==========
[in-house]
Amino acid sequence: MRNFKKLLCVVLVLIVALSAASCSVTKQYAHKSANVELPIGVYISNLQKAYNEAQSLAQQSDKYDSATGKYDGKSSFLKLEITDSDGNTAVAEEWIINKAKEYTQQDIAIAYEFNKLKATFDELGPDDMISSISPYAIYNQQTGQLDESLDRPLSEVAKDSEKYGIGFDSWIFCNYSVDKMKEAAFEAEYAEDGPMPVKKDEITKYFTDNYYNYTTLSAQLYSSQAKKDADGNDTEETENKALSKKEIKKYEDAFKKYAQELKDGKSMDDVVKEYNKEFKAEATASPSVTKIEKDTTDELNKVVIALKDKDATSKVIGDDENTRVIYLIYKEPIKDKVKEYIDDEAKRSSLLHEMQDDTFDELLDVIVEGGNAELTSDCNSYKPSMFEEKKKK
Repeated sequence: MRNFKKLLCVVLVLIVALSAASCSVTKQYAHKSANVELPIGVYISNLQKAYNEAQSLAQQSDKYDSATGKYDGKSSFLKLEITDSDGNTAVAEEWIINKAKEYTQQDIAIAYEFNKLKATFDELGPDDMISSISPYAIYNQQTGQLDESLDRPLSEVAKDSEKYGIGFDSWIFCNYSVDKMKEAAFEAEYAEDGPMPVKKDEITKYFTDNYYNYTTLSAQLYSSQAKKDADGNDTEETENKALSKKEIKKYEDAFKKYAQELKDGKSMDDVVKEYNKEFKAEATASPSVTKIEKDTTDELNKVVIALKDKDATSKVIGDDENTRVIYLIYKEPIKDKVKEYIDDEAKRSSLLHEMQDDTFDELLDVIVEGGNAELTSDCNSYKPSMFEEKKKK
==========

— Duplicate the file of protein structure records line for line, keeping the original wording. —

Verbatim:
[in-house]
Amino acid sequence: MRNFKKLLCVVLVLIVALSAASCSVTKQYAHKSANVELPIGVYISNLQKAYNEAQSLAQQSDKYDSATGKYDGKSSFLKLEITDSDGNTAVAEEWIINKAKEYTQQDIAIAYEFNKLKATFDELGPDDMISSISPYAIYNQQTGQLDESLDRPLSEVAKDSEKYGIGFDSWIFCNYSVDKMKEAAFEAEYAEDGPMPVKKDEITKYFTDNYYNYTTLSAQLYSSQAKKDADGNDTEETENKALSKKEIKKYEDAFKKYAQELKDGKSMDDVVKEYNKEFKAEATASPSVTKIEKDTTDELNKVVIALKDKDATSKVIGDDENTRVIYLIYKEPIKDKVKEYIDDEAKRSSLLHEMQDDTFDELLDVIVEGGNAELTSDCNSYKPSMFEEKKKK
Repeated sequence: MRNFKKLLCVVLVLIVALSAASCSVTKQYAHKSANVELPIGVYISNLQKAYNEAQSLAQQSDKYDSATGKYDGKSSFLKLEITDSDGNTAVAEEWIINKAKEYTQQDIAIAYEFNKLKATFDELGPDDMISSISPYAIYNQQTGQLDESLDRPLSEVAKDSEKYGIGFDSWIFCNYSVDKMKEAAFEAEYAEDGPMPVKKDEITKYFTDNYYNYTTLSAQLYSSQAKKDADGNDTEETENKALSKKEIKKYEDAFKKYAQELKDGKSMDDVVKEYNKEFKAEATASPSVTKIEKDTTDELNKVVIALKDKDATSKVIGDDENTRVIYLIYKEPIKDKVKEYIDDEAKRSSLLHEMQDDTFDELLDVIVEGGNAELTSDCNSYKPSMFEEKKKK